CAPE TOWN 5. LAND & POVERTY
This summer Laurie Taylor and Thinking Allowed travel to Cape Town.
Last summer the programme went to Chicago in the hope of finding researchers who were carrying on the great ethnographic tradition of Chicago sociology. Well his mission this year had rather similar aims.
Laurie Taylor wanted to learn from South African social scientists about the other side of this celebrated tourist spot. But what makes Cape Town so different is the recent end of apartheid, what is often referred to as the negotiated revolution of 1994. That transition and the hopes that it inspired, and dashed are a backdrop to every social issue, and of course each one of the programmes in the series:
In the last of the Thinking Allowed in Cape Town series Laurie Taylor looks at two of the most pressing social issues that are affecting Cape Town and indeed the whole of Southern Africa: land and poverty.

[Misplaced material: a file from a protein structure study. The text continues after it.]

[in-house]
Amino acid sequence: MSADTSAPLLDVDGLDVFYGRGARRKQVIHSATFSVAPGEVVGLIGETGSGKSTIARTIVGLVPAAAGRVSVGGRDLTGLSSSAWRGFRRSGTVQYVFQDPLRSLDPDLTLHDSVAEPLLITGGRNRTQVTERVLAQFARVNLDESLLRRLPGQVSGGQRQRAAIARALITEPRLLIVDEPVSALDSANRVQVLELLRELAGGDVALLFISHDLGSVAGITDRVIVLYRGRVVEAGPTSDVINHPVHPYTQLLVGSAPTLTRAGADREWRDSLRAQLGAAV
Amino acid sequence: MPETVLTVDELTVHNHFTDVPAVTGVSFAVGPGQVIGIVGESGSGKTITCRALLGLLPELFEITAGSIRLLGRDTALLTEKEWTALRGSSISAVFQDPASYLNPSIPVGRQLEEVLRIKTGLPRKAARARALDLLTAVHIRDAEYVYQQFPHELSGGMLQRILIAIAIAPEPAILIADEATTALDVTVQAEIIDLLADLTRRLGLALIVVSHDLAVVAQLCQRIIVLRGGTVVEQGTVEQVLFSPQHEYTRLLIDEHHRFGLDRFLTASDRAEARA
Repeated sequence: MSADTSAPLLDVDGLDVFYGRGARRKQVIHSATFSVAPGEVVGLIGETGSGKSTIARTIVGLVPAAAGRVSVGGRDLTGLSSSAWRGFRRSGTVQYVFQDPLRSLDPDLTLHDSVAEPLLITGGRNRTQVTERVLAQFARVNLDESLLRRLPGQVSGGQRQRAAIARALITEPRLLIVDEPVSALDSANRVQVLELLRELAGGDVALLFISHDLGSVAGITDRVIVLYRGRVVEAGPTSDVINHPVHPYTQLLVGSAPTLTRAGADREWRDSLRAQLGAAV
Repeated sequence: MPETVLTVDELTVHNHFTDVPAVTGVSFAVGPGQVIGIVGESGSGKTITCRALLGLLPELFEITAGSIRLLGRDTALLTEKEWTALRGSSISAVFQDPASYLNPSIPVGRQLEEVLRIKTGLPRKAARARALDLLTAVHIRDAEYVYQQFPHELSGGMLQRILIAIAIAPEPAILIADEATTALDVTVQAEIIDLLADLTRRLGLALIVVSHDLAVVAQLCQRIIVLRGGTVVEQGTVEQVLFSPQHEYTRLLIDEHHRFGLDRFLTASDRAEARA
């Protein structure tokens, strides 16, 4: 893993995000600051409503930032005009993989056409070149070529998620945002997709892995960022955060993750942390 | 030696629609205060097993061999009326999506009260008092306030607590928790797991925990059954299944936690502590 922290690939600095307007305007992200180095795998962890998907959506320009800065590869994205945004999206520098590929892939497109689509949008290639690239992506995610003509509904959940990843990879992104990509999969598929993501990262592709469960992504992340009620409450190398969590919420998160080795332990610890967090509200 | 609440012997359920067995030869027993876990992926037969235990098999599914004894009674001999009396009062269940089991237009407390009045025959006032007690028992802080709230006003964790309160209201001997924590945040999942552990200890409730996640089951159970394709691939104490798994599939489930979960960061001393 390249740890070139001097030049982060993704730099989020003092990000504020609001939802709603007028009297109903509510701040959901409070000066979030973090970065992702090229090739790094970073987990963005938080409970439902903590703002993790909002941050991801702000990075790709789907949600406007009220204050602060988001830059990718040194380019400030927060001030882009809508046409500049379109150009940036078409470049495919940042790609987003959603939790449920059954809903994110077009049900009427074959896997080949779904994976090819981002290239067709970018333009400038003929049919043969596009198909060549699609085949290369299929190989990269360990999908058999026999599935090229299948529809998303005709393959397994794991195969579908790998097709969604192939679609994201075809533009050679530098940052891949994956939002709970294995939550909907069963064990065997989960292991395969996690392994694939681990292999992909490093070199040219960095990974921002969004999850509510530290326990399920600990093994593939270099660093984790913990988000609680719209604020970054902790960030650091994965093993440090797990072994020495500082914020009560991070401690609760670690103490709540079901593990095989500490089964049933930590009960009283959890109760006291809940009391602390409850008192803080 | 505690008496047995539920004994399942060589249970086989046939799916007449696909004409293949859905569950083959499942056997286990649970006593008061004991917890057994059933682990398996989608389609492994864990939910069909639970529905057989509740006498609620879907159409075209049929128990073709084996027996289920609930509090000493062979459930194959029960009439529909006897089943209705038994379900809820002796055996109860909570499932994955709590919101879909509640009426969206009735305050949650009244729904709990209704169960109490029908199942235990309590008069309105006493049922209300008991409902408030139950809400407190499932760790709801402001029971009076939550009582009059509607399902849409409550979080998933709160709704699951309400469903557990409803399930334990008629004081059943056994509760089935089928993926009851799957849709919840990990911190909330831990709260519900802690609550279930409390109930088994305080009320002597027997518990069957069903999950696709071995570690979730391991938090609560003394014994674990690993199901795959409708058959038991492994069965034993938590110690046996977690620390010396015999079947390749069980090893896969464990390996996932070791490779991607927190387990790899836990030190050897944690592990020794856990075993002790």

He travels to Stellenbosch, the lush wine-growing area just outside of Cape Town. His guides through the complexities of land tenure, land restitution and land redistribution are the social researchers Ruth Hall and Sue Tilley from the University of the Western Cape. They escort Laurie to the farmlands of Stellenbosch to discuss the issue of restoring land to those who were previously disenfranchised. They also introduce him to Lettie Louw, a former farm hand, who now dedicates her time and energy to informing her fellow farm workers of their rights. He also talks to Andries du Toit from PLAAS, Programme for Land and Agrarian Studies.
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